“She didn’t understand me and kept on saying something,” Lira said. Lira was having trouble writing words in Italian to translate into English and couldn’t figure it out. “I was finally able to translate one word that she kept on repeating, and it turns out that she was Greek and not Italian … That's why we couldn’t understand each other; she only speaks Greek and I was trying to speak poor Italian to her.”
After that, Lira soon caught on to navigating trains using apps and was able to pick up enough Italian to get by and to connect it with Spanish.
Lira said that it was great to study art history in Italy, because of all the museums, the Renaissance's influence and works from Michelangelo, Donatello and other artists she called “all the Ninja Turtles.”
“It’s much more green — a lot of meadows with lavender — so you can see purple mountains,” Lira said, describing her thoughts on how pretty Orvieto it was. “It looks exactly like a fairytale.”
Lira also said she thought it was nice how close and welcoming the local Italian people were and doubted one could get the same experience in a bigger city like Florence or Rome.
However, Lira said she enjoyed herself in Rome a lot and thought it a beautiful city as well. She visited famous attractions like the Colosseum, Trevi Fountain and the Pantheon. One of her favorite moments was going there while the city was celebrating Republic Day and seeing the president give a speech.
Lira also accidentally got to crash a wedding when she saw the couple and threw rice — a wedding tradition — with all the guests.
This was not the only wedding she attended.
While exploring London before coming to Italy, Lira was able to catch the wedding of Prince Harry and Meghan Markle as they passed in their cars.
“There were a lot of Americans, probably more Americans than British at the wedding. The Americans were so excited 'cause we were getting an American princess and it was so crazy … I screamed [I was] so excited, too,” Lira said.
Another exciting thing that Lira said she did was going to Donauinselfest, the world's largest free music festival, in Vienna, Austria. There she was able to see Portugal. The Man and other great musical acts.
Through all the fun and the places she went to, she said traveling abroad made her realize the world is small and people aren’t so different.
“I feel like I’ve grown a lot. I feel like I went there by myself not knowing anybody and the Italian language, so it felt like a really big step that I made me grow to be more independent, where I can go anywhere and I’ll be fine,” Lira said.
Junior Collins Lewin described his internship with NASA as a mind-opening and impacting experience. Though he might have not been training to go to space as some might assume, the aspiring astrophysicist was able to witness groundbreaking research in his field.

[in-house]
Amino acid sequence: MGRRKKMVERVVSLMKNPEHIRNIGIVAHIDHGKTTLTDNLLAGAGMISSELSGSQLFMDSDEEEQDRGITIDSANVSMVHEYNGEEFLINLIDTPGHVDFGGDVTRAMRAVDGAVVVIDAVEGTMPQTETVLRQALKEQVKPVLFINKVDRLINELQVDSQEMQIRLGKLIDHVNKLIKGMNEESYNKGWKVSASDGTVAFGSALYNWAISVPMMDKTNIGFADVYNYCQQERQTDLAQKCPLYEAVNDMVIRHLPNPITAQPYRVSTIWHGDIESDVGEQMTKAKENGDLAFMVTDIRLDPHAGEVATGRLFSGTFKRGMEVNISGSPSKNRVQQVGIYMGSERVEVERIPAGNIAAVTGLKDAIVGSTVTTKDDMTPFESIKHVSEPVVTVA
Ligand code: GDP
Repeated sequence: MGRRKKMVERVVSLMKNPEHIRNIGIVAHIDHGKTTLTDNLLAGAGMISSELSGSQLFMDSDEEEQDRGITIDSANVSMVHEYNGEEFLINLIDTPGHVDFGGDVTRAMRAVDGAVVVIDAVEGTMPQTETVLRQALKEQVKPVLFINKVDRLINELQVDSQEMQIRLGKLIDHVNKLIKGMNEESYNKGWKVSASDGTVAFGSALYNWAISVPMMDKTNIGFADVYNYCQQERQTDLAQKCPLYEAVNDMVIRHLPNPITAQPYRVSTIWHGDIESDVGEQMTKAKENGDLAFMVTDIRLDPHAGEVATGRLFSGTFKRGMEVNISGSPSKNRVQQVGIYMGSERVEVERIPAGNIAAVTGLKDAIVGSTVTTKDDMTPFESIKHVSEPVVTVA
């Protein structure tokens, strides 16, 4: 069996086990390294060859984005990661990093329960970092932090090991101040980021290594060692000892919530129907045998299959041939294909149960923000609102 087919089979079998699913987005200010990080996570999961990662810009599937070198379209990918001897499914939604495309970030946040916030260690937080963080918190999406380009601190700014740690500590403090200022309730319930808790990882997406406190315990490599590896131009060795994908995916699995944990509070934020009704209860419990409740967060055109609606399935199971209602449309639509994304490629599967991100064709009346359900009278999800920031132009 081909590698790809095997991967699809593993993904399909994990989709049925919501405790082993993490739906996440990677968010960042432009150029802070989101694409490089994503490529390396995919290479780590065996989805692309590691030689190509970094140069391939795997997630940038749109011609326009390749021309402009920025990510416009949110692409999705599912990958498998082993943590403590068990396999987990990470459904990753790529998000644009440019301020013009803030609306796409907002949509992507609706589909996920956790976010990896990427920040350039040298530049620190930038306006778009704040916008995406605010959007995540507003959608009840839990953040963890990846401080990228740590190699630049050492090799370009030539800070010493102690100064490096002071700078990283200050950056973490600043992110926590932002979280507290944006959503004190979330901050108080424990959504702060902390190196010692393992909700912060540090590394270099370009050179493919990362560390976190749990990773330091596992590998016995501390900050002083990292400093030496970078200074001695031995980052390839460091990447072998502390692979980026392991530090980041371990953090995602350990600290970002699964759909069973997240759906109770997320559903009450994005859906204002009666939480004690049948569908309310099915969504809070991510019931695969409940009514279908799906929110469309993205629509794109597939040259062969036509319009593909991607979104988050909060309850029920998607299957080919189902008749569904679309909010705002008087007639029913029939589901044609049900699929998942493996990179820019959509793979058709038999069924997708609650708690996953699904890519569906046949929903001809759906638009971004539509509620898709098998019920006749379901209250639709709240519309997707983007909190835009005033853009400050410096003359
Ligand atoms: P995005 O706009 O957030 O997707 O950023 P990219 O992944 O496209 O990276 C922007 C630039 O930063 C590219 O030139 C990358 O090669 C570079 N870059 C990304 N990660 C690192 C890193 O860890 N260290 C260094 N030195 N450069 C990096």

Out of the many space centers all over the US, Lewin, a triple-major in astronomy, physics and mathematics, applied to NASA’s Marshall Space Flight Center in Huntsville, Alabama, focusing on his interest in high energy physics.
“I think that for me this really solidified that I wanted to go into high energy astrophysics,” Lewin said, a subject which, in his opinion, explores the fundamental aspects of physics more than any other topic. "And it also lets us investigate Einstein's general theory of relativity, so I'd say that the research is just really, really exciting to me.”
Lewin worked for the Fermi Gamma-Ray Burst Team with Dr. Colleen Wilson-Hodge, who led her team to discover the first gamma-ray, a type of electromagnetic radiation, counterpart to gravitational waves — warping of time and space when two dense objects collide, which was a huge deal in the astrophysics community.
Looking at the gamma rays across the universe sourcing from colliding neutron stars and communicating with those that look at the gravitational waves, Lewin was assigned to look at the compiled data and find a way to increase the effectiveness of methods that help locate the counterparts.
“I got to increase the effectiveness of detecting gamma-ray counterparts to gravitational waves by around 32 percent,” Lewin said. “It was really incredible … You're, like, at a computer terminal, but you're looking at data which has been one of the newest breakthroughs in astrophysics.”
The best way Lewin knew to explain how it all works is to imagine that, if one person knows the position of an object, and another knows its velocity, the two people can unlock so much information about the object when they are conversing.
“Studying high energy astrophysics can lead to other discoveries in physics that have to lead us to relativity which has allowed us to the GPS and things like that,” Lewin said regarding how all of this impacts society and how they can use it for today’s growing technology.
Other amazing things that Lewin said he was able to do while interning at NASA included seeing the Saturn V rocket that was built to send astronauts to the moon in the Apollo program, touring behind the scenes of the NASA flight center, the command center for the International Space Station and getting a special preview of NASA’s Space Launch System, which NASA claims will be the most powerful rocket it has built thus far.
“I'd say it was in that moment, when touring, where I kind of realized I am somewhere that has an incredible amount of history,” Lewin said.
Lewin also had the chance to represent his team by volunteering in many different departments to teach NASA's science to thousands of kids in a park downtown.
“It was a dream come true,” he said. “That's a cliche that everyone loves, but I've always dreamed about going to a NASA center and working for them. The research there is just so amazing, and it was very influential in my career."
Follow the Daily Wildcat on Twitter